Continuation principle

from Wikipedia, the free encyclopedia

The going concern basis (even going concern principle or principle of going concern ) is a term from the accounting and states that in the assessment of balance sheet items is assumed that the continuation of business activities, provided that neither actual conflict nor legal circumstances that assumption. In addition, the term also plays a role in company valuation .


In Germany, by the Financial Statements Act of 19 December 1985 ( Federal Law Gazette I, p. 2355 ), which in on 1 January 1986. Power is entered, the going concern basis ( English going-concern principle ), already recognized principle of proper accounting , the § 252 2 1 paragraph no.. HGB normalized: "the assessment will start from the continuation of the company's activities, unless there are legal or factual circumstances preclude it." this provision deals with the valuation of assets and liabilities in accordance with principles of going concern, while these in accounting is generally considered a non-codified principle.

The going concern is one of the conceptual or system principles. These are basic conditions on which the conception of the annual financial statements is based. In addition to the continuation of the company, this also includes the principle of individual recording and evaluation and the principle of pagatorics ( payment settlement , nominal value principle ).

Trade and tax balance

The going concern principle applies not only to the commercial balance sheet according to Section 252 (1) No. 2 HGB , but also to the tax balance sheet . Here, the principle results from Section 6 (1) No. 1 Sentence 3 EStG, according to which the continuation of the company is to be assumed when deriving the value of an asset . In the commercial and tax balance sheet, no liquidation values ​​may be used; rather, the assets are to be valued at their amortized acquisition or production costs. In the case of debts, no obligations that arise solely when a company is dissolved ( provisions for a social plan ) may be recognized as a liability . Value-establishing and value-enhancing events between the balance sheet date and the issue of the attestation must be taken into account. The going concern assumption applies as long as there are no actual (e.g. serious economic difficulties) or legal circumstances (e.g. initiated insolvency proceedings, existence-threatening litigation risks) to the contrary. These circumstances must be so specific that a termination of the company's activities can be expected (initiation of insolvency proceedings, resolution of the shareholders to dissolve or an official production ban). The permanent illiquidity could possibly prevent the company from continuing as a going concern .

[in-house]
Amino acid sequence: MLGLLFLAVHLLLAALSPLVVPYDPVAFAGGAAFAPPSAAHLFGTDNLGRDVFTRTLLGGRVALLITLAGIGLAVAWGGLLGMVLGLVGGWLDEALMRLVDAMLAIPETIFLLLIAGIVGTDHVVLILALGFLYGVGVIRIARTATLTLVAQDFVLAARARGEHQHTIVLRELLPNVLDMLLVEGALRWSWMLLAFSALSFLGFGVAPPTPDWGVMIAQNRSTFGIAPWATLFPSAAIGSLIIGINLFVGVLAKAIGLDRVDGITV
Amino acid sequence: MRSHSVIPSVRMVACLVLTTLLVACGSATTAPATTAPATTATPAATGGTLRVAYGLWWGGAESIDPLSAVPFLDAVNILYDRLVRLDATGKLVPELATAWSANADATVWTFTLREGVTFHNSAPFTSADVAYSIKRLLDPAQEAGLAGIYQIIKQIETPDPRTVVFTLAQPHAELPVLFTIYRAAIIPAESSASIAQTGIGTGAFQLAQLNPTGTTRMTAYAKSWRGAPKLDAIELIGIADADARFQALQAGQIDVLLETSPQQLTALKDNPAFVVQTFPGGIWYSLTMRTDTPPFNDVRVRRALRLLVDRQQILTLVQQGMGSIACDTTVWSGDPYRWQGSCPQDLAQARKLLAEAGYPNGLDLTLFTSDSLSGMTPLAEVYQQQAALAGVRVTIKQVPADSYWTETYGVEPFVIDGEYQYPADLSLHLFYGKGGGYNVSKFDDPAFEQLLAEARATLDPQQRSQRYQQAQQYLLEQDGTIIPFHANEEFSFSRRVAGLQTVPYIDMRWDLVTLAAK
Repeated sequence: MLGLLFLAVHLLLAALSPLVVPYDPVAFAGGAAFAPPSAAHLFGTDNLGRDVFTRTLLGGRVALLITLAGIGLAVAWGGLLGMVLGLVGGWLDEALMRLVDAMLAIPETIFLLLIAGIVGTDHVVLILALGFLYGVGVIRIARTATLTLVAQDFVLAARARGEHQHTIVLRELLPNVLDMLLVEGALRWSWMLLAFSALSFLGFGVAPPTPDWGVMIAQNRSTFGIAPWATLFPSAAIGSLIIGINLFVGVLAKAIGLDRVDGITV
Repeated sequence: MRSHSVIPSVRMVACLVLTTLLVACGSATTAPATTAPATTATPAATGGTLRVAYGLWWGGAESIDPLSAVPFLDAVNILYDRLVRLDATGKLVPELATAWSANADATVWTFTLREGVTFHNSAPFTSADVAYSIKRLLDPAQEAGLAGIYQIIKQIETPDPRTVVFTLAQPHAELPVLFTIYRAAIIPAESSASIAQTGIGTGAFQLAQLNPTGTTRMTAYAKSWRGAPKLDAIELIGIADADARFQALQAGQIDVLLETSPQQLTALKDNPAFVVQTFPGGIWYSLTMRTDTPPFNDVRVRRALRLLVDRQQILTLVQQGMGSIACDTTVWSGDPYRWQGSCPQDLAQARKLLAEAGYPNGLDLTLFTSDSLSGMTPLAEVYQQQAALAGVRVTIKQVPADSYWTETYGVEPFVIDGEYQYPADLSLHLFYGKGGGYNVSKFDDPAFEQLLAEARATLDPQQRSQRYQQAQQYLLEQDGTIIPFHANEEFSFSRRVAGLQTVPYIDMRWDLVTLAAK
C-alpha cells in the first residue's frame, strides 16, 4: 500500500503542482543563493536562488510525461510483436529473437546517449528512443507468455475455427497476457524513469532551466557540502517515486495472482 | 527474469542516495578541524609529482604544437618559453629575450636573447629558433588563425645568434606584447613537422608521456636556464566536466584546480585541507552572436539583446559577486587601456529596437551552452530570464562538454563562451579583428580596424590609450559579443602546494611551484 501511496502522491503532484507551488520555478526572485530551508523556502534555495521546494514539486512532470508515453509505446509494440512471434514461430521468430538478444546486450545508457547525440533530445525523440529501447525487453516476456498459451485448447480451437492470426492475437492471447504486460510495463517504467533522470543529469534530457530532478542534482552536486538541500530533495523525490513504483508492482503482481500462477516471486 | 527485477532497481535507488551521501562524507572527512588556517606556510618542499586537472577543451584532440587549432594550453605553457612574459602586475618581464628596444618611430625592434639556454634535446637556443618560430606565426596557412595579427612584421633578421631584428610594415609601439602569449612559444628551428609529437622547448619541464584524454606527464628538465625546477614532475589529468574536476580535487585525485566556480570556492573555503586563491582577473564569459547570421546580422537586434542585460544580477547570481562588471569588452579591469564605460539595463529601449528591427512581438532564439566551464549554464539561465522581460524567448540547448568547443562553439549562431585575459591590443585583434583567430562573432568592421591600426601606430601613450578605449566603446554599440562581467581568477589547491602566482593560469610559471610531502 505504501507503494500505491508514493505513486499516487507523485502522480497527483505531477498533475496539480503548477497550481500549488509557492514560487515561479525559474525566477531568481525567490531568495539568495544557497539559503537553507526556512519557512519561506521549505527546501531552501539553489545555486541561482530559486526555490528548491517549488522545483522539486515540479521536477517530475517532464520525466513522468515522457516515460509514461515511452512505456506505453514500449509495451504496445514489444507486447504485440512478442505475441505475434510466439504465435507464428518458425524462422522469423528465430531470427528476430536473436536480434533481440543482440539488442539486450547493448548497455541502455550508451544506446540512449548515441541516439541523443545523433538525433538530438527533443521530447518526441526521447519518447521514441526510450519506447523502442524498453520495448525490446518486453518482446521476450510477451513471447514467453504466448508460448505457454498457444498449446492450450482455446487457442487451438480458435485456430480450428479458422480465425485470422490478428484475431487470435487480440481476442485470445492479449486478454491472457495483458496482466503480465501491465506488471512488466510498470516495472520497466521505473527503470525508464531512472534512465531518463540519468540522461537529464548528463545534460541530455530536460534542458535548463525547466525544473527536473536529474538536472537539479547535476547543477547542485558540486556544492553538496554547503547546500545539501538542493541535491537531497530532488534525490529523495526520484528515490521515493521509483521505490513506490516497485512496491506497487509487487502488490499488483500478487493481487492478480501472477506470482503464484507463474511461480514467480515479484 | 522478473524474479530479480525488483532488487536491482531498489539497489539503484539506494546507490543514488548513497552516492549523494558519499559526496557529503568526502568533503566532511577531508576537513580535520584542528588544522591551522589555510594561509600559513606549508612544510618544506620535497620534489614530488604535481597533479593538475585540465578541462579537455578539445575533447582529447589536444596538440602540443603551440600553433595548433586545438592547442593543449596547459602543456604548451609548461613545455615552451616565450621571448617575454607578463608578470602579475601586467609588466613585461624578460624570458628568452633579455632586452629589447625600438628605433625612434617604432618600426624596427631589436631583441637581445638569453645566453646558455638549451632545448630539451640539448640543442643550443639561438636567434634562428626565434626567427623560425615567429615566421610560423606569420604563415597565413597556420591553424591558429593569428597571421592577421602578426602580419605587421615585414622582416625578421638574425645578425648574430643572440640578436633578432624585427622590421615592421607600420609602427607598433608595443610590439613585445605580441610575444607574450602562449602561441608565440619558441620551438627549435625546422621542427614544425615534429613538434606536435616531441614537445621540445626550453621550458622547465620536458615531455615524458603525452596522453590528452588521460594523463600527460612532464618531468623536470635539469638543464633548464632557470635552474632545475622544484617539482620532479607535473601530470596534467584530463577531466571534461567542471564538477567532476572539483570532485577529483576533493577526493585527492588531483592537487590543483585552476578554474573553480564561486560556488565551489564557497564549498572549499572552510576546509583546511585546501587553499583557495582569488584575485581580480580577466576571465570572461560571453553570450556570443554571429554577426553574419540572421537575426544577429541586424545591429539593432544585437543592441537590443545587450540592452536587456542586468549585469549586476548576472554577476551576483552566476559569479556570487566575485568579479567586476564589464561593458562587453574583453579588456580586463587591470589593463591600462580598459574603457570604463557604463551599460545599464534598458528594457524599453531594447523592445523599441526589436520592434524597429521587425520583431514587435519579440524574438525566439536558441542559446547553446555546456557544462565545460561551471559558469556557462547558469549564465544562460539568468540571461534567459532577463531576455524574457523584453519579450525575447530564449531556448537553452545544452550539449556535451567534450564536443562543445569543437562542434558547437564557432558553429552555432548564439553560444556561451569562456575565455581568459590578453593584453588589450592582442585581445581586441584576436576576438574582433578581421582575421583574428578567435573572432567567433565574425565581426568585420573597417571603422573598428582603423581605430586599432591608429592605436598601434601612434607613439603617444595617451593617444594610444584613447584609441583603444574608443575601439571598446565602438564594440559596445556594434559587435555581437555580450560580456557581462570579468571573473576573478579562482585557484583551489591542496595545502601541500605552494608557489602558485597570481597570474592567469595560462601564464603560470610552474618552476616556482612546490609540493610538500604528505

Legal bases

It is a fundamental accounting principle on which Section 252 (1) No. 2 HGB as well as IAS 1 .25, F.23 and US-GAAP (CON 1.42) are based. Concretizations can be found u. a. in statements of guidelines of the Institut der Wirtschaftsprüfer , which however do not have the character of a legal norm.

Assessment according to IDW PS 270

The Institut der Wirtschaftsprüfer in Deutschland e. V. (IDW) sets out in this IDW auditing standard the professional view according to which auditors assess the assessment of the legal representatives of the accounting company regarding the continuation of business activities, regardless of their personal responsibility.

IDW PS 270 Item 11 further explains: “The circumstances mentioned below as examples, individually or together with others, can cause the legal representatives to doubt whether it will be possible to continue business operations. However, this does not mean that if one or more of these circumstances exist, it must always necessarily be assumed that there are serious doubts about the continuation of business activities. For example, the doubts can be lifted if negative circumstances are partially or fully compensated for by other positive circumstances.

Financial circumstances
  • Negative payment balances from ongoing business activities that have occurred in the past or are expected for the future,
  • The debts exceed the assets or the short-term debts exceed the current assets,
  • Fixed-term loans that are nearing maturity with no realistic prospect of renewal or repayment,
  • Excessive short-term funding of long-term assets,
  • Signs of withdrawal of financial support from suppliers or other creditors,
  • Unfavorable financial key figures,
  • Significant operating losses or significant reductions in the value of assets required for business operations,
  • Distribution arrears or suspension of distribution,
  • Inability to make payments to creditors when due,
  • Inability to comply with loan terms,
  • Supplier credits are no longer available,
  • Inability to raise funding for important new product developments or other important investments
  • Inability to obtain loans from outside without collateral,
  • Use of financial instruments outside the normal course of business,
  • Tense financial situation in the group.
Operational circumstances
  • Leaving executives in key positions without adequate replacements,
  • Loss of a main sales market, loss of main suppliers or key customers or termination of significant franchise agreements,
  • Serious personnel problems,
  • Bottlenecks in the procurement of important supplies,
  • Insufficiently controlled use of financial instruments.
Other circumstances
  • Violations of equity capital regulations or other legal regulations,
  • Pending court or supervisory proceedings against the company that may lead to claims that are likely to be unsatisfiable,